Anonymity on the Internet has produced some horrendous crimes because the risk of detection and discovery is much less. Anybody can assume a different name by using a nickname or username on the Web. Harris described various behaviours as ranging from simple mischief to serious mayhem.
Hug, K., 2006. Therapeutic Perspectives of human embryonic stem-cell research versus the moral status of a human embryo - does one have to be compromised for the other? Medicina (Kaunas), 42 (2), pp. 107-114.
Most religions are silent about the morality of stem-cell research because these religions were formed centuries ago and had not anticipated advances in medical technology. However, major religions consider the fortieth day from conception as the critical cut-off date in which a foetus acquires a soul and becomes human.
Karim, N. S. A, Zamzuri, N. H. A. & Nor, Y. M., 2009. Exploring the Relationship Between Internet Ethics in University Students and the Big Five Model of Personality. Computers and Education 53, pp. 86-93.
The authors here had committed several inconsistencies (minor flaws actually) in some of their conclusions. Maybe it is due to their difficulty with the English language as it is obvious from the way the article was written that English is not their first language. They had struggled at times to express ideas more concisely.
Ke, F. & Charr-Chellman A., 2006. Solitary Learner in Online Collaborative Learning: A Disappointing Experience? The Quarterly Review of Distance Education, 7 (3), pp. 249-265.
Most studies regarding Internet use had focused on either the individual only or of team members organized around a virtual team. However, the critiqued paper had emphasised only on individual unethical behaviours among college students and not on behaviour in a group setting such as virtual teams formed to finish an assigned academic project. It is expected more schools will adopt group-oriented teaching methodologies as learning is now looked as a group social exercise.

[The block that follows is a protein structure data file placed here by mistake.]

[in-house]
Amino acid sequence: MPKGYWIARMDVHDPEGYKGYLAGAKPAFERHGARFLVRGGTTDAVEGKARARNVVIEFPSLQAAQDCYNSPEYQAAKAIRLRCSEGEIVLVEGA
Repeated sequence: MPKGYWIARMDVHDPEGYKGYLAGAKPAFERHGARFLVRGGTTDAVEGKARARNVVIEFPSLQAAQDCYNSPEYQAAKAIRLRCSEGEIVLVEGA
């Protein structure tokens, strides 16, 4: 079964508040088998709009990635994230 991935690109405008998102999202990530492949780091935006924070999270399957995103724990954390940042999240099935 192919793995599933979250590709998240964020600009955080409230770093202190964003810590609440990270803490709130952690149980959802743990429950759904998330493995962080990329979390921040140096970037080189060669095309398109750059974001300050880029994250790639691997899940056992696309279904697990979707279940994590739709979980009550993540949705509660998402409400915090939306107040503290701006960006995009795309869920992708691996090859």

Laurence, H. & Miller, W. 2000. Academic Research on the Internet: Options for Scholars and Libraries. Journal of Library Administration, 30 (1-4).
The Internet technology has opened up vast resources of the library to easy access over the Internet and most schools had now converted their library resources into digital format. However, this takes considerable time and expense on their part.
Ponnuru, R., 2006. The Party of Death: The Democrats, the Media, the Courts and the Disregard for Human Life. Washington, DC: Regnery Publishing.
The author's main concern here is the massive shift of the US towards the Left that has seen a rise in the use of ethically-questionable practices on research.
Rawwas, M. Y. A., & Isakson, H. R., 2000. Ethics of tomorrow's business managers: The influence of personal beliefs and values, individual characteristics, and the opportunity to cheat. Journal of Education for Business, 75(6), pp. 321-330.
People will always be influenced by their cultural background and upbringing. However, certain commonalities exist in all people across all cultures and those who plan to issue ethics guidelines can consider this fact in their formulations.
Simmons, S. C., 1999. Competing Notions of Authorship: A Historical Look at Students and Textbooks on Plagiarism and Cheating. In L. Buranen & A. M. Roy, ed. Perspectives on Plagiarism and Intellectual Property in a Postmodern World. Albany, NY: SUNY Press.
This is quite an interesting chapter in an interesting book that looks at plagiarism in a serious and educational viewpoint. Plagiarism only came about due to the new requirements (at that time) to submit written papers instead of delivering them verbally in class in front of the faculty. With the advent of the Internet, this student plagiarism has reached alarming proportions in terms of prevalence.
Szabo, A. & Underwood, J., 2004. Cybercheats: Is Information and Communications Technology Fuelling Academic Dishonesty? Active Learning in Higher Education, 5 (2). pp. 180-199.
This study is more focused than the critiqued article in this paper because student respondents were asked only a fewer set of questions that are focused. The study done by Karim, Zamzuri & Nor is too detailed and the students were given only a 15-minute period to answer all of them in which the questionnaire contained some irrelevant items for purposes of their study. However, both studies validated their own findings about males being more liberal towards committing most dishonest academic activities and that 1st and 2nd years students tolerate plagiarism more.